My little hometown.

Over the past few weeks, or maybe even months, I’ve been constantly inspired.  Between working at art camp, listening to live music, and meeting local artists, my mind just keeps spitting out poetry like it’s the only language I can speak.  And all of these crazy, amazing people I’ve met are people who live in or around my little hometown.

Lots of people criticize my little hometown.  They say that it’s boring and that the people are all the same and that they just can’t wait to get out.  And honestly, that just makes me kind of sad for them.  Sad that they could be surrounded by so much beauty and not let themselves experience any of it.  I used to be that way.  Just a little bit.

I took my town for granted, dreaming of better places.  Recently, though, I’ve realized that places aren’t incredible because of their size or titles, but rather, because of the stories that exist within them.  Those stories are everywhere, not just in Paris or London or San Francisco.  They are absolutely everywhere, and I’m forever thankful that I’ve finally learned how to read them.  

Regardless of where I go, my little home town will always exist within me; a big chunk of who I am, who I was, and who I will come to be.  A couple of days ago, I saw a band that I could tell just really cared.  Cared about their music and each other, and of course, their home.  It reminded me of all my balmy summers and all the adventures that I can still experience.  All of the sunsets and sand and journal entries and faded photographs. It reminded me of the air here that somehow carries a different feeling than air does anywhere else in the world.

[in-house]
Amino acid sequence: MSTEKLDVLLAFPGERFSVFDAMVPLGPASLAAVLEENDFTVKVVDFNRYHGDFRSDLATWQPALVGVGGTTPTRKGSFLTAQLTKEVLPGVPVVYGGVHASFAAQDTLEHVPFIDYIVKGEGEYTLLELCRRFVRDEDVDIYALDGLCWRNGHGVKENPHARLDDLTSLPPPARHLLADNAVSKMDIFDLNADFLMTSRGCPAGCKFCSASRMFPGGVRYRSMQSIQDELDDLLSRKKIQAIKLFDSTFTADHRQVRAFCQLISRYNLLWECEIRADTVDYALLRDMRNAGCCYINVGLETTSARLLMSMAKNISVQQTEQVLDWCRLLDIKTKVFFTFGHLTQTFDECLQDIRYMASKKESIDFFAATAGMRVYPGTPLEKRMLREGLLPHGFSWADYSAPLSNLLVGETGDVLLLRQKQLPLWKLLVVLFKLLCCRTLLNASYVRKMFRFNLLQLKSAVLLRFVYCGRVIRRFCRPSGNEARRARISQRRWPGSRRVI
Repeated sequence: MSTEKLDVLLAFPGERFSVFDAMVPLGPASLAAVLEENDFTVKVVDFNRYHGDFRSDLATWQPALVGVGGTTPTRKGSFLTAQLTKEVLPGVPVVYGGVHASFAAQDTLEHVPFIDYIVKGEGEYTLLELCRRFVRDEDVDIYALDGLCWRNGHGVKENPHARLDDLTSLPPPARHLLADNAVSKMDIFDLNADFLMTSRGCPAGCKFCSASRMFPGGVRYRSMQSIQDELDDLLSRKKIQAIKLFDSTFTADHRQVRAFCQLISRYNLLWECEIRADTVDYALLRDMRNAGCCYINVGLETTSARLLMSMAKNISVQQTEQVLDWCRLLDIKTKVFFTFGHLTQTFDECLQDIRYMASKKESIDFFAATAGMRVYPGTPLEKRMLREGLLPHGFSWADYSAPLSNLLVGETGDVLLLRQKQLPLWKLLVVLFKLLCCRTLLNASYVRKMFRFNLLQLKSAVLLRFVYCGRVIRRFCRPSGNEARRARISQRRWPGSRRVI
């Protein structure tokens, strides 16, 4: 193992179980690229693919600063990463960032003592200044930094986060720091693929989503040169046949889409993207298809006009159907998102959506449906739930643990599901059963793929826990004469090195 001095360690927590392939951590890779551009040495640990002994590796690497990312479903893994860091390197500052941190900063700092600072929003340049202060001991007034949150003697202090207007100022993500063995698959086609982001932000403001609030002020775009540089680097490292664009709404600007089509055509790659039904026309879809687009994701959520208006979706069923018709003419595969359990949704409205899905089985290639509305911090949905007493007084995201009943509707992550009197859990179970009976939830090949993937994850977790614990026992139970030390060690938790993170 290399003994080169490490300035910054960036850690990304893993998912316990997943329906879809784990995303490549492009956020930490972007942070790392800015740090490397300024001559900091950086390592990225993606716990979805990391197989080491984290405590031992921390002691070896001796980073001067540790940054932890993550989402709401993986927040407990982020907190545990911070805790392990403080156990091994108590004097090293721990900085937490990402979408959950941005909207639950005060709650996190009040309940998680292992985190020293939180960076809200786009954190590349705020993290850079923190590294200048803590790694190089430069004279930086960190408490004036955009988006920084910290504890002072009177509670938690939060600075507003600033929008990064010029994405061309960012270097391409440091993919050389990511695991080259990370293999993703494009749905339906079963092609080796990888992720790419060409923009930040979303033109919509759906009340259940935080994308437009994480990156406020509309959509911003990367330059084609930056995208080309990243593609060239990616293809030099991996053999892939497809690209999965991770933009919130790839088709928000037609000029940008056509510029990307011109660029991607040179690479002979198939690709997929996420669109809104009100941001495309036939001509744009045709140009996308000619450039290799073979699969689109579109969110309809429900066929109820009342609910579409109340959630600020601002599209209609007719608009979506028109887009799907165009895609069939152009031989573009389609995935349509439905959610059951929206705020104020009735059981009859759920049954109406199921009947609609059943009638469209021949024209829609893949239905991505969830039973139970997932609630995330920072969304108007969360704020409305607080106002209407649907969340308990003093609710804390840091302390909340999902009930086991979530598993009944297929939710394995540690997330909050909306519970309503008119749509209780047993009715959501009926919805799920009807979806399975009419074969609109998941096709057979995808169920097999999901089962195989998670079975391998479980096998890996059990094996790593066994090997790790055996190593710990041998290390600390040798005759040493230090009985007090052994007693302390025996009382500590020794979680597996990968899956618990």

Here, I have found a haven.  A place where it’s just me and those simple little stories, so pure and raw and beautiful.  But that doesn’t mean that I won’t be able to find a haven somewhere else.  A haven doesn’t have to have a strict definition: palm trees, sand, sun.  No.

A haven is a place where you write your story, and let it seep through the waves and the walls and the cobblestones.  Where you expose your heart and soul to the community around you, leaving little pieces of you for them to decipher.  Your impact will mean something different to everyone.  Some people won’t even notice it or care.  But that doesn’t mean you shouldn’t set your words free, and let them fly.  That you shouldn’t open your eyes and see the world, all while letting the world see you a little bit clearer along the way.  

Dream Big,



2 thoughts on “My little hometown.

  1. It just makes me so sad that people could attack a place that is home to so many people. It doesn’t even matter how many people consider it a home; it’s still a home. A place where people find comfort. Thinking about it just makes me sick. My thoughts go out to Boston.

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